As a video game otaku, one of the most exciting events on the calendar is the Tokyo Game Show, held annually at the Makuhari Messe Exhibition Hall in Chiba Prefecture. It’s here that many of the industry’s top developers get to show off their upcoming games, often months ahead of their release. What makes TGS special is that it’s almost exclusively geared up towards the Japanese consumer, which is not to say that western games don’t get a look in.
The journey from Tokyo is around 30 mins on the JR Keiyo Line, but expect trains to be crowded on the Show’s public days (the show is open only to industry and journalists the first two days). Once at Kaihin-Makuhari station, the venue is a short ten minute walk away. You’ll be given a welcome pack as you queue up, which will normally include a video game-themed fan (you’ll be using this a lot!).
The first thing you’ll notice when you enter the main exhibition hall is the wall of sound – it’s a cacophony of electronic noise, mixed with the excited chatter of people discussing their plan of attack. There are gigantic video screens everywhere, with many different stage presentations going on in different areas. One of the most entertaining I saw were a group of twenty Japanese Michael Jackson impersonators, dancing on stage to promote ‘Michael Jackson: The Experience’ for the Nintendo Wii. Individual exhibitors will have their own stands (often very creative installations) to create the right atmosphere for you to try out the latest games. Be prepared to queue for the most popular vendors (Capcom, Konami, Sony), although the Japanese public are exceptionally well mannered, and will not hog a game for longer than one turn.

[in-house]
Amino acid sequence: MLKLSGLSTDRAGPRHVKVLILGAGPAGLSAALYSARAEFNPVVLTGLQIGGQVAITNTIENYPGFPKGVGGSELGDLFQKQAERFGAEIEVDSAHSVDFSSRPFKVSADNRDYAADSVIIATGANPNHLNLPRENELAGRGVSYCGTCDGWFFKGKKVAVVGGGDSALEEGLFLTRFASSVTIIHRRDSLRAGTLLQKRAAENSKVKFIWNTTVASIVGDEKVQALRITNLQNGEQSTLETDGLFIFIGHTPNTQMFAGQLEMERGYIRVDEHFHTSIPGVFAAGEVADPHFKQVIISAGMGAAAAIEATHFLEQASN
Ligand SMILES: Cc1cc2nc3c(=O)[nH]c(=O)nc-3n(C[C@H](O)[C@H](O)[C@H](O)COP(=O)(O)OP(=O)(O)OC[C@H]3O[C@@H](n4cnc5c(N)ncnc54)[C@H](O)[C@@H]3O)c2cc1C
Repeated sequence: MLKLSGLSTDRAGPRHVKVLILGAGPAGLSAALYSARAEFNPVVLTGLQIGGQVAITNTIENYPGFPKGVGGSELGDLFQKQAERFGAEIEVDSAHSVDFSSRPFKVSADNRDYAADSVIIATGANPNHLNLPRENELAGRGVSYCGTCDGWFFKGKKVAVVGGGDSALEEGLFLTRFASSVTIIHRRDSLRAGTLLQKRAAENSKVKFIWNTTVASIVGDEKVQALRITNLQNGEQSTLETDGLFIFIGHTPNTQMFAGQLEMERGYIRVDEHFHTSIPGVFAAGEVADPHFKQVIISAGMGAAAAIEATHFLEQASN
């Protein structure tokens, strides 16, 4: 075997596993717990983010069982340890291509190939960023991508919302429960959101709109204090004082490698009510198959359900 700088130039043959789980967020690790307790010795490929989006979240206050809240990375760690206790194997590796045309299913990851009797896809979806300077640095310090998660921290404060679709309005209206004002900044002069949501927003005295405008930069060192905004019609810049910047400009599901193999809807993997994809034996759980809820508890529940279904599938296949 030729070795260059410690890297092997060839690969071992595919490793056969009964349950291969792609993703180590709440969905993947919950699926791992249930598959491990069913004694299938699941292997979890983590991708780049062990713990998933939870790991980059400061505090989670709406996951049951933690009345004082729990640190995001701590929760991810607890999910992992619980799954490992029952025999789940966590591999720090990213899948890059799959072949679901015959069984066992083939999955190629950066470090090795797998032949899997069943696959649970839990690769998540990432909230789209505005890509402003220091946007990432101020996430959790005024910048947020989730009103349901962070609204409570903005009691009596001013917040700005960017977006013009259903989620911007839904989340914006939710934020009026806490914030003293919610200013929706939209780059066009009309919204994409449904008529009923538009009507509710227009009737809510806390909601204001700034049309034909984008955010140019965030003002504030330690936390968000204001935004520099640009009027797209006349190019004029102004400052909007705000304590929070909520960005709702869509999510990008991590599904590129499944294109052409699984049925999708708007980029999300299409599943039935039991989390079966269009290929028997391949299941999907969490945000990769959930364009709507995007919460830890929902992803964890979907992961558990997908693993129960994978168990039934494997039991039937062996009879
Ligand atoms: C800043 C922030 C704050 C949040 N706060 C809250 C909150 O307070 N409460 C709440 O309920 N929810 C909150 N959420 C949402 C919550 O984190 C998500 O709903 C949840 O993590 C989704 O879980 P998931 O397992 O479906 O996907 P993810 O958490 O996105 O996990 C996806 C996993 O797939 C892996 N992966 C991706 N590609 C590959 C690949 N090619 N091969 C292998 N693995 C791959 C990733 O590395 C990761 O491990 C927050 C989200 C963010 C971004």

A good idea, and one that you will see a lot of in Japan in general, is to bring your 3DS or Vita along to pass the time while you wait. You’ll see groups of attendees of all ages sat on the floor playing Monster Hunter or Pokémon together! Also worth mentioning is that it gets very warm inside, so be sure to dress appropriately, and bring at least one bottle of chilled water. Photography is permitted in some, but not all areas, so it’s best to ask before shooting. The ‘booth babes’ will generally be happy to have their picture taken!
When your eyes have had enough of the onslaught, there is a food hall serving refreshments. There’s none of the price-gouging you get at large UK venues here, just the same cost as anywhere else in the city, which is refreshment in itself! There are also smoking areas (or ‘shame booths’ as we came to call them) dotted around, for those who want to take advantage of them.
Another worthwhile diversion are the cosplayers (fans that dress up as video game characters) that congregate between the two main halls. They take their craft very seriously, and some of their creations are amazing (and all will happily pose for your shots).
I came away from my two days at Makuhari Messe feeling exhausted, but very happy. The show is exceptionally well organised, and the crowd’s politeness and manners will impress you as much as the show itself.